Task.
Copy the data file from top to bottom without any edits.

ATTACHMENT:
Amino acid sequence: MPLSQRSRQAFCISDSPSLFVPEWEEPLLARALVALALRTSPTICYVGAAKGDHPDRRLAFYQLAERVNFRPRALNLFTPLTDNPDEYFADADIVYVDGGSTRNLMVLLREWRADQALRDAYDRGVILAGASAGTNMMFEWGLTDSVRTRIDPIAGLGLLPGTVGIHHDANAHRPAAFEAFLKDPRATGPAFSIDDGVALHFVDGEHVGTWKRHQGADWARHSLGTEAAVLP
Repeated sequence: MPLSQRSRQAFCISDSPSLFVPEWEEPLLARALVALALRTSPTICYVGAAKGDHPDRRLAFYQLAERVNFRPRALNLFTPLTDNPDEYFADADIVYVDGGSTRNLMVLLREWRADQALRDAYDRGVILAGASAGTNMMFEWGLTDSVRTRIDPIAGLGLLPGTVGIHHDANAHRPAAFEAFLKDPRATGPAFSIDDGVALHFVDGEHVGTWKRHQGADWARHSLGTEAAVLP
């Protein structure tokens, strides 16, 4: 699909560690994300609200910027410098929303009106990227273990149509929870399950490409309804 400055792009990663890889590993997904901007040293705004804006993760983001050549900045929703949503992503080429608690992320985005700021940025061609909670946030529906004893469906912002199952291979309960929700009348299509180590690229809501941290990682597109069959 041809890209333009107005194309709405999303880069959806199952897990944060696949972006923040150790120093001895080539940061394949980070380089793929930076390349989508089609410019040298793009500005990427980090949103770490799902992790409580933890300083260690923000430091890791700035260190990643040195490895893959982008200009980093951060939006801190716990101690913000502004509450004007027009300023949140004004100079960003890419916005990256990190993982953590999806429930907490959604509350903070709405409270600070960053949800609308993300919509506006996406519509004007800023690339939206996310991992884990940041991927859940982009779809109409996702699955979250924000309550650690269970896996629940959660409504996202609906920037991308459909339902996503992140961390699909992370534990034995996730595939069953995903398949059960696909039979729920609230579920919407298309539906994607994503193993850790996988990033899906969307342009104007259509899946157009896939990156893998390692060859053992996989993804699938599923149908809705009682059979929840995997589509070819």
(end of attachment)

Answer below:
Amino acid sequence: MPLSQRSRQAFCISDSPSLFVPEWEEPLLARALVALALRTSPTICYVGAAKGDHPDRRLAFYQLAERVNFRPRALNLFTPLTDNPDEYFADADIVYVDGGSTRNLMVLLREWRADQALRDAYDRGVILAGASAGTNMMFEWGLTDSVRTRIDPIAGLGLLPGTVGIHHDANAHRPAAFEAFLKDPRATGPAFSIDDGVALHFVDGEHVGTWKRHQGADWARHSLGTEAAVLP
Repeated sequence: MPLSQRSRQAFCISDSPSLFVPEWEEPLLARALVALALRTSPTICYVGAAKGDHPDRRLAFYQLAERVNFRPRALNLFTPLTDNPDEYFADADIVYVDGGSTRNLMVLLREWRADQALRDAYDRGVILAGASAGTNMMFEWGLTDSVRTRIDPIAGLGLLPGTVGIHHDANAHRPAAFEAFLKDPRATGPAFSIDDGVALHFVDGEHVGTWKRHQGADWARHSLGTEAAVLP
């Protein structure tokens, strides 16, 4: 699909560690994300609200910027410098929303009106990227273990149509929870399950490409309804 400055792009990663890889590993997904901007040293705004804006993760983001050549900045929703949503992503080429608690992320985005700021940025061609909670946030529906004893469906912002199952291979309960929700009348299509180590690229809501941290990682597109069959 041809890209333009107005194309709405999303880069959806199952897990944060696949972006923040150790120093001895080539940061394949980070380089793929930076390349989508089609410019040298793009500005990427980090949103770490799902992790409580933890300083260690923000430091890791700035260190990643040195490895893959982008200009980093951060939006801190716990101690913000502004509450004007027009300023949140004004100079960003890419916005990256990190993982953590999806429930907490959604509350903070709405409270600070960053949800609308993300919509506006996406519509004007800023690339939206996310991992884990940041991927859940982009779809109409996702699955979250924000309550650690269970896996629940959660409504996202609906920037991308459909339902996503992140961390699909992370534990034995996730595939069953995903398949059960696909039979729920609230579920919407298309539906994607994503193993850790996988990033899906969307342009104007259509899946157009896939990156893998390692060859053992996989993804699938599923149908809705009682059979929840995997589509070819």